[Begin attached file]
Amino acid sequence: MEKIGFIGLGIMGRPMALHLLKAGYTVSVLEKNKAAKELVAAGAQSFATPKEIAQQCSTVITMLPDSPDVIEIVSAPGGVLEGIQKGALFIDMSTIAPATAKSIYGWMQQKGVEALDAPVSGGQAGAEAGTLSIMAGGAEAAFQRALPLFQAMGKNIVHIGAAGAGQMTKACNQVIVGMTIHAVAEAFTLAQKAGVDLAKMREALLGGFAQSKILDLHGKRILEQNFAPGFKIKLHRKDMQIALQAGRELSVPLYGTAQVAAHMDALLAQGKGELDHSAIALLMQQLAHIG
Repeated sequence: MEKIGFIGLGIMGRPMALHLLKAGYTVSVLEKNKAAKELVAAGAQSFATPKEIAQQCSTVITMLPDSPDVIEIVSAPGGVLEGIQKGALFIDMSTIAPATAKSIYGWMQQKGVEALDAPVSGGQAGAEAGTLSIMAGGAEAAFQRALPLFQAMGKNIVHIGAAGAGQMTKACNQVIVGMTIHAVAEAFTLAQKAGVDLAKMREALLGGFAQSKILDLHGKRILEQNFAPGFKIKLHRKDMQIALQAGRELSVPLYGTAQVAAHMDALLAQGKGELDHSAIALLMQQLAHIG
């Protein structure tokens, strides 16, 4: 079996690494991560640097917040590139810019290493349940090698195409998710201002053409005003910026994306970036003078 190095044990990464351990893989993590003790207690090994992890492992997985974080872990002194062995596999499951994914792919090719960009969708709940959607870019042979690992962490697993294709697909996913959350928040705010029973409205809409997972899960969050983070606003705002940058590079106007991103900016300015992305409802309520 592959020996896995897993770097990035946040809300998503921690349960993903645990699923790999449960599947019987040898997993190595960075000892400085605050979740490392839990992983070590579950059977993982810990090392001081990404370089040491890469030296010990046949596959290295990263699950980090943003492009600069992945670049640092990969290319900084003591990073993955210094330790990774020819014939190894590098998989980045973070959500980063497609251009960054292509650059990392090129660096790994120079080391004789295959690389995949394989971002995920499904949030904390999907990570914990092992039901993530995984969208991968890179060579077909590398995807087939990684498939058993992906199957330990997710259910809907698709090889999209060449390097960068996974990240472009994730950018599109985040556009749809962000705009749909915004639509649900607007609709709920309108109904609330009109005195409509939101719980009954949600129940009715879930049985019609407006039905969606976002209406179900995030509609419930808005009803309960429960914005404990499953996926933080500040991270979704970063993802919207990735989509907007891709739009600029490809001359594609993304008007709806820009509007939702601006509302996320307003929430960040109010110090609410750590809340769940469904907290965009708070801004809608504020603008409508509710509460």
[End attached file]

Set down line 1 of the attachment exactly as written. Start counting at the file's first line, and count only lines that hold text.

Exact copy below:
Amino acid sequence: MEKIGFIGLGIMGRPMALHLLKAGYTVSVLEKNKAAKELVAAGAQSFATPKEIAQQCSTVITMLPDSPDVIEIVSAPGGVLEGIQKGALFIDMSTIAPATAKSIYGWMQQKGVEALDAPVSGGQAGAEAGTLSIMAGGAEAAFQRALPLFQAMGKNIVHIGAAGAGQMTKACNQVIVGMTIHAVAEAFTLAQKAGVDLAKMREALLGGFAQSKILDLHGKRILEQNFAPGFKIKLHRKDMQIALQAGRELSVPLYGTAQVAAHMDALLAQGKGELDHSAIALLMQQLAHIG